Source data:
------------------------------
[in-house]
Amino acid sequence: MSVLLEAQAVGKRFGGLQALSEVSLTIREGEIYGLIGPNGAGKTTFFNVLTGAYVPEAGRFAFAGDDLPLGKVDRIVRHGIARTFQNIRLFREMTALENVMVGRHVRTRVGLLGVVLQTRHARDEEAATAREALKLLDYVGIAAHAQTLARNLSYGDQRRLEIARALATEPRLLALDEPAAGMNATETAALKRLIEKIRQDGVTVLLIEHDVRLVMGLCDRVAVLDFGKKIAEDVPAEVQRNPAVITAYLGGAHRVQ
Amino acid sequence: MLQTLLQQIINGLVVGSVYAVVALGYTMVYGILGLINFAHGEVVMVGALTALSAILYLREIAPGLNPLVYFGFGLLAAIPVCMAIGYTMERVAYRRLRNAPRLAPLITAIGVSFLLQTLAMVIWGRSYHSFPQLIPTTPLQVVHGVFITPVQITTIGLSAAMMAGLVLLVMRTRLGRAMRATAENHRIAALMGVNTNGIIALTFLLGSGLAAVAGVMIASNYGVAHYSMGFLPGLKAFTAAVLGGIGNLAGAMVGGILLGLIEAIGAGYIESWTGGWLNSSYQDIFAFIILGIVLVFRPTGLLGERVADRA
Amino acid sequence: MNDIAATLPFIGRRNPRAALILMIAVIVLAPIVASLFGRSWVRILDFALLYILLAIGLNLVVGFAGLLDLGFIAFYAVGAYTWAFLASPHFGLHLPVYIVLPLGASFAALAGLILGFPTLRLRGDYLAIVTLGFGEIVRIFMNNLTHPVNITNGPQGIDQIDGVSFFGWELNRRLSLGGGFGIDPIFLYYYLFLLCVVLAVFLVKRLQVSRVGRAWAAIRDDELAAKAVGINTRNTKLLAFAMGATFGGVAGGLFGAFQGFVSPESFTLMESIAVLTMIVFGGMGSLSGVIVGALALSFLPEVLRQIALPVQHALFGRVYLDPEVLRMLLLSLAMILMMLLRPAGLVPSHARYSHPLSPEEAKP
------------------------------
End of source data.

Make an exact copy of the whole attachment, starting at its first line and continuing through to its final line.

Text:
[in-house]
Amino acid sequence: MSVLLEAQAVGKRFGGLQALSEVSLTIREGEIYGLIGPNGAGKTTFFNVLTGAYVPEAGRFAFAGDDLPLGKVDRIVRHGIARTFQNIRLFREMTALENVMVGRHVRTRVGLLGVVLQTRHARDEEAATAREALKLLDYVGIAAHAQTLARNLSYGDQRRLEIARALATEPRLLALDEPAAGMNATETAALKRLIEKIRQDGVTVLLIEHDVRLVMGLCDRVAVLDFGKKIAEDVPAEVQRNPAVITAYLGGAHRVQ
Amino acid sequence: MLQTLLQQIINGLVVGSVYAVVALGYTMVYGILGLINFAHGEVVMVGALTALSAILYLREIAPGLNPLVYFGFGLLAAIPVCMAIGYTMERVAYRRLRNAPRLAPLITAIGVSFLLQTLAMVIWGRSYHSFPQLIPTTPLQVVHGVFITPVQITTIGLSAAMMAGLVLLVMRTRLGRAMRATAENHRIAALMGVNTNGIIALTFLLGSGLAAVAGVMIASNYGVAHYSMGFLPGLKAFTAAVLGGIGNLAGAMVGGILLGLIEAIGAGYIESWTGGWLNSSYQDIFAFIILGIVLVFRPTGLLGERVADRA
Amino acid sequence: MNDIAATLPFIGRRNPRAALILMIAVIVLAPIVASLFGRSWVRILDFALLYILLAIGLNLVVGFAGLLDLGFIAFYAVGAYTWAFLASPHFGLHLPVYIVLPLGASFAALAGLILGFPTLRLRGDYLAIVTLGFGEIVRIFMNNLTHPVNITNGPQGIDQIDGVSFFGWELNRRLSLGGGFGIDPIFLYYYLFLLCVVLAVFLVKRLQVSRVGRAWAAIRDDELAAKAVGINTRNTKLLAFAMGATFGGVAGGLFGAFQGFVSPESFTLMESIAVLTMIVFGGMGSLSGVIVGALALSFLPEVLRQIALPVQHALFGRVYLDPEVLRMLLLSLAMILMMLLRPAGLVPSHARYSHPLSPEEAKP